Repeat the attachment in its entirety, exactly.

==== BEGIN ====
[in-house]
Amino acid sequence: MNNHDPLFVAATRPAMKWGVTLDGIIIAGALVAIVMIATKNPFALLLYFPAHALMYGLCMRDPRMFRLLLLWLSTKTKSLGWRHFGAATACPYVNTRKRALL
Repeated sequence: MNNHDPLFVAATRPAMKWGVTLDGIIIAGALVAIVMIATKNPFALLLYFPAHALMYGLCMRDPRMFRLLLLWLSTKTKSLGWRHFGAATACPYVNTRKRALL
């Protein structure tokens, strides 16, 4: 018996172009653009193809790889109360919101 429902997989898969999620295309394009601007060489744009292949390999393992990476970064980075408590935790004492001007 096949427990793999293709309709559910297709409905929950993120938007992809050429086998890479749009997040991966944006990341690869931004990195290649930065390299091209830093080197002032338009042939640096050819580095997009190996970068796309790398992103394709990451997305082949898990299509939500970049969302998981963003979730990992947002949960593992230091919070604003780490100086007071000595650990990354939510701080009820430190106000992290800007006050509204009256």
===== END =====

[in-house]
Amino acid sequence: MNNHDPLFVAATRPAMKWGVTLDGIIIAGALVAIVMIATKNPFALLLYFPAHALMYGLCMRDPRMFRLLLLWLSTKTKSLGWRHFGAATACPYVNTRKRALL
Repeated sequence: MNNHDPLFVAATRPAMKWGVTLDGIIIAGALVAIVMIATKNPFALLLYFPAHALMYGLCMRDPRMFRLLLLWLSTKTKSLGWRHFGAATACPYVNTRKRALL
């Protein structure tokens, strides 16, 4: 018996172009653009193809790889109360919101 429902997989898969999620295309394009601007060489744009292949390999393992990476970064980075408590935790004492001007 096949427990793999293709309709559910297709409905929950993120938007992809050429086998890479749009997040991966944006990341690869931004990195290649930065390299091209830093080197002032338009042939640096050819580095997009190996970068796309790398992103394709990451997305082949898990299509939500970049969302998981963003979730990992947002949960593992230091919070604003780490100086007071000595650990990354939510701080009820430190106000992290800007006050509204009256």